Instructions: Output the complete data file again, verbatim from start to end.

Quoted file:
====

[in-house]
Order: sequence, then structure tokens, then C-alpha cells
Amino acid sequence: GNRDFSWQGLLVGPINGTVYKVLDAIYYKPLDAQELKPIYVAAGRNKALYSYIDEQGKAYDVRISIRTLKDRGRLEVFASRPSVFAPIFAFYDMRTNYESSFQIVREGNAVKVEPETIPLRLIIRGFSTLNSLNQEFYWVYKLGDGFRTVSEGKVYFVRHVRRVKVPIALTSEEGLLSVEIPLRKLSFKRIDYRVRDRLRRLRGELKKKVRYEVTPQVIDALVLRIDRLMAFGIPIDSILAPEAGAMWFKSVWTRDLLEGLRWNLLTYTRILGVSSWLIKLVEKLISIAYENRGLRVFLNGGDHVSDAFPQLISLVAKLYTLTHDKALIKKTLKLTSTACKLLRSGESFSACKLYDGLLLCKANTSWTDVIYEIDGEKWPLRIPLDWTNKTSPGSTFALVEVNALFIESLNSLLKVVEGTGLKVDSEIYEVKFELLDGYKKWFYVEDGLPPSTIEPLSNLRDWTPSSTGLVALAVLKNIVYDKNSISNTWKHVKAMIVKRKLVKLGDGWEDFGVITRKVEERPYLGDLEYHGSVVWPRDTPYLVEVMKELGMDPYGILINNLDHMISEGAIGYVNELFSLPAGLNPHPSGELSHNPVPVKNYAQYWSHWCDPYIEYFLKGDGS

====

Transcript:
[in-house]
Order: sequence, then structure tokens, then C-alpha cells
Amino acid sequence: GNRDFSWQGLLVGPINGTVYKVLDAIYYKPLDAQELKPIYVAAGRNKALYSYIDEQGKAYDVRISIRTLKDRGRLEVFASRPSVFAPIFAFYDMRTNYESSFQIVREGNAVKVEPETIPLRLIIRGFSTLNSLNQEFYWVYKLGDGFRTVSEGKVYFVRHVRRVKVPIALTSEEGLLSVEIPLRKLSFKRIDYRVRDRLRRLRGELKKKVRYEVTPQVIDALVLRIDRLMAFGIPIDSILAPEAGAMWFKSVWTRDLLEGLRWNLLTYTRILGVSSWLIKLVEKLISIAYENRGLRVFLNGGDHVSDAFPQLISLVAKLYTLTHDKALIKKTLKLTSTACKLLRSGESFSACKLYDGLLLCKANTSWTDVIYEIDGEKWPLRIPLDWTNKTSPGSTFALVEVNALFIESLNSLLKVVEGTGLKVDSEIYEVKFELLDGYKKWFYVEDGLPPSTIEPLSNLRDWTPSSTGLVALAVLKNIVYDKNSISNTWKHVKAMIVKRKLVKLGDGWEDFGVITRKVEERPYLGDLEYHGSVVWPRDTPYLVEVMKELGMDPYGILINNLDHMISEGAIGYVNELFSLPAGLNPHPSGELSHNPVPVKNYAQYWSHWCDPYIEYFLKGDGS